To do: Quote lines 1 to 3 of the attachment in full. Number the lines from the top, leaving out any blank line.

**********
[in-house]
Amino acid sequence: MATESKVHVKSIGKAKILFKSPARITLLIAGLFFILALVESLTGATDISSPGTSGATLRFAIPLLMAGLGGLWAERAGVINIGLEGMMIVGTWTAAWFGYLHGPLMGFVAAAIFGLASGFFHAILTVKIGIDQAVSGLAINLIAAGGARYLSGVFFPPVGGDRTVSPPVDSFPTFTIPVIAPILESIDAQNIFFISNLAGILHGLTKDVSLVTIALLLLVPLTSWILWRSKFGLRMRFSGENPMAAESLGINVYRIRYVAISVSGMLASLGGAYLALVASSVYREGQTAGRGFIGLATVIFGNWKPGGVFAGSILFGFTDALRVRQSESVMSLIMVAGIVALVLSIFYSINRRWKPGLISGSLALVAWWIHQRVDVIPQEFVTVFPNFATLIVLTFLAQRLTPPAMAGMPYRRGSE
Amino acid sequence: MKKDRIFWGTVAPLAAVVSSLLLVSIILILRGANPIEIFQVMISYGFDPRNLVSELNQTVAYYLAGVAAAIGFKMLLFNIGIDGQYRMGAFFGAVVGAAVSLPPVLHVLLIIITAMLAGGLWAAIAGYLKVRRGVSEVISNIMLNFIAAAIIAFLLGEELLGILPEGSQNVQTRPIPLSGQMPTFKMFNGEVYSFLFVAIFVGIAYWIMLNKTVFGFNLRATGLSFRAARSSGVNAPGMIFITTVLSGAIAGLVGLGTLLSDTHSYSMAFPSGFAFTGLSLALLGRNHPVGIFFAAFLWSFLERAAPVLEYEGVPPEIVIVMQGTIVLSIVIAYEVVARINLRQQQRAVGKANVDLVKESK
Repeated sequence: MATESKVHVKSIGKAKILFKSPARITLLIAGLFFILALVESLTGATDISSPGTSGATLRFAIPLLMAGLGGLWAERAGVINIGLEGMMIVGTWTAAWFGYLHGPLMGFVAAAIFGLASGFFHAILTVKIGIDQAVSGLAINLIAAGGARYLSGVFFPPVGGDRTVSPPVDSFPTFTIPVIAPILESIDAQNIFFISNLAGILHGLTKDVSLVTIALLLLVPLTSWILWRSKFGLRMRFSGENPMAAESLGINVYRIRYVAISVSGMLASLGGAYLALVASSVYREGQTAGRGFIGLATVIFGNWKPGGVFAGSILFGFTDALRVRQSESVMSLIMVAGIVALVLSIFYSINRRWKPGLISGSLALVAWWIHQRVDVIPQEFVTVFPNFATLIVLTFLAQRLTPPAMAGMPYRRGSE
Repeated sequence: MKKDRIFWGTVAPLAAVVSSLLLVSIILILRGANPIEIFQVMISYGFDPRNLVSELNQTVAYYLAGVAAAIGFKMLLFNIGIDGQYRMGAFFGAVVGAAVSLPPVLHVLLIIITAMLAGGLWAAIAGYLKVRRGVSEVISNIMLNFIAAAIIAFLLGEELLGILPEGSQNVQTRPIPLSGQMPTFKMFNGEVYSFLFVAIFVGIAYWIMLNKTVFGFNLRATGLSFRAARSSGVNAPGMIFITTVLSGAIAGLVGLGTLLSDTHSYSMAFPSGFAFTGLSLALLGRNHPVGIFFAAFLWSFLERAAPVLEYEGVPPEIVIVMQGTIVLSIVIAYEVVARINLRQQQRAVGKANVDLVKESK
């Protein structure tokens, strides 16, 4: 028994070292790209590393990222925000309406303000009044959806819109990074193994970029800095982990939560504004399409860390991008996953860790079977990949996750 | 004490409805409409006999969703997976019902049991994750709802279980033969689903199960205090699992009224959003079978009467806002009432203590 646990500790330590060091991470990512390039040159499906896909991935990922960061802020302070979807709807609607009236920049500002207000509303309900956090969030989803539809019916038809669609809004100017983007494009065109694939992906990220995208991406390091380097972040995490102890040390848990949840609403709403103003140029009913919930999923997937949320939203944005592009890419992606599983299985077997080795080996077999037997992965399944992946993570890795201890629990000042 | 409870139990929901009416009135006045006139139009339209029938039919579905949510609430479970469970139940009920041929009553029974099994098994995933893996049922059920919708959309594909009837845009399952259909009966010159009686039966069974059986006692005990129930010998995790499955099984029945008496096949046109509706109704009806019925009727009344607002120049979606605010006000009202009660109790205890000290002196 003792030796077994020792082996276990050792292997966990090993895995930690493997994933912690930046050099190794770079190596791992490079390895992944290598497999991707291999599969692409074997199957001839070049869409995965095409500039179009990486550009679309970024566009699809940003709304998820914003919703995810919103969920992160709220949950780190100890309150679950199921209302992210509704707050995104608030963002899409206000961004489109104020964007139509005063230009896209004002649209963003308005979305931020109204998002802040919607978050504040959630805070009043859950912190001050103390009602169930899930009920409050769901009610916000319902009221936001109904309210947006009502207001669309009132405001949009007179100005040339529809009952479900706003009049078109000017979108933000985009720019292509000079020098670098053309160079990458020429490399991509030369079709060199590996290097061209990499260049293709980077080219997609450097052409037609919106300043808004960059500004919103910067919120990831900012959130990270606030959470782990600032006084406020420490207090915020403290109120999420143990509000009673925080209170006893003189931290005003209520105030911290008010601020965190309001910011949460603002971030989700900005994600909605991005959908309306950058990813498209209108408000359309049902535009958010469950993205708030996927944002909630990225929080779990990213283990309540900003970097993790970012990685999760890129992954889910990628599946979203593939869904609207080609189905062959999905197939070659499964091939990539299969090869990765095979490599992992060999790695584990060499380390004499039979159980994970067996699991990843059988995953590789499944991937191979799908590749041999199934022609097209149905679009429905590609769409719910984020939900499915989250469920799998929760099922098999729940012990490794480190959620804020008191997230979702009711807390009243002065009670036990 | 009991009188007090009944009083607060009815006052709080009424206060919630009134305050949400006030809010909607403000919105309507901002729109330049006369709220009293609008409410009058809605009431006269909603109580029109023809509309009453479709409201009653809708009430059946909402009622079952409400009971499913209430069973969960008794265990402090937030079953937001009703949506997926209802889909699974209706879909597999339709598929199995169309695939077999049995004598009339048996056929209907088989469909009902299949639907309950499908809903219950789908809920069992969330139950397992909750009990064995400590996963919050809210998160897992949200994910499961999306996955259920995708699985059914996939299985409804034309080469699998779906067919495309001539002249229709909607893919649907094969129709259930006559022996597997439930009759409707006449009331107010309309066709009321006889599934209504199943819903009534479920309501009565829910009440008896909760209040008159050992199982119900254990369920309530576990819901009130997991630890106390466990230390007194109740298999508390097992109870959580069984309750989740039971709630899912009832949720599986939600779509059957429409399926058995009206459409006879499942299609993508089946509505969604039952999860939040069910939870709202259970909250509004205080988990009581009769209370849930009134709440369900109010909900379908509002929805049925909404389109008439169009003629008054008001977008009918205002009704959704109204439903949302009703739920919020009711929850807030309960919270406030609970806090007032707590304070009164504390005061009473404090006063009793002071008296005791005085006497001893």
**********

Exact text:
[in-house]
Amino acid sequence: MATESKVHVKSIGKAKILFKSPARITLLIAGLFFILALVESLTGATDISSPGTSGATLRFAIPLLMAGLGGLWAERAGVINIGLEGMMIVGTWTAAWFGYLHGPLMGFVAAAIFGLASGFFHAILTVKIGIDQAVSGLAINLIAAGGARYLSGVFFPPVGGDRTVSPPVDSFPTFTIPVIAPILESIDAQNIFFISNLAGILHGLTKDVSLVTIALLLLVPLTSWILWRSKFGLRMRFSGENPMAAESLGINVYRIRYVAISVSGMLASLGGAYLALVASSVYREGQTAGRGFIGLATVIFGNWKPGGVFAGSILFGFTDALRVRQSESVMSLIMVAGIVALVLSIFYSINRRWKPGLISGSLALVAWWIHQRVDVIPQEFVTVFPNFATLIVLTFLAQRLTPPAMAGMPYRRGSE
Amino acid sequence: MKKDRIFWGTVAPLAAVVSSLLLVSIILILRGANPIEIFQVMISYGFDPRNLVSELNQTVAYYLAGVAAAIGFKMLLFNIGIDGQYRMGAFFGAVVGAAVSLPPVLHVLLIIITAMLAGGLWAAIAGYLKVRRGVSEVISNIMLNFIAAAIIAFLLGEELLGILPEGSQNVQTRPIPLSGQMPTFKMFNGEVYSFLFVAIFVGIAYWIMLNKTVFGFNLRATGLSFRAARSSGVNAPGMIFITTVLSGAIAGLVGLGTLLSDTHSYSMAFPSGFAFTGLSLALLGRNHPVGIFFAAFLWSFLERAAPVLEYEGVPPEIVIVMQGTIVLSIVIAYEVVARINLRQQQRAVGKANVDLVKESK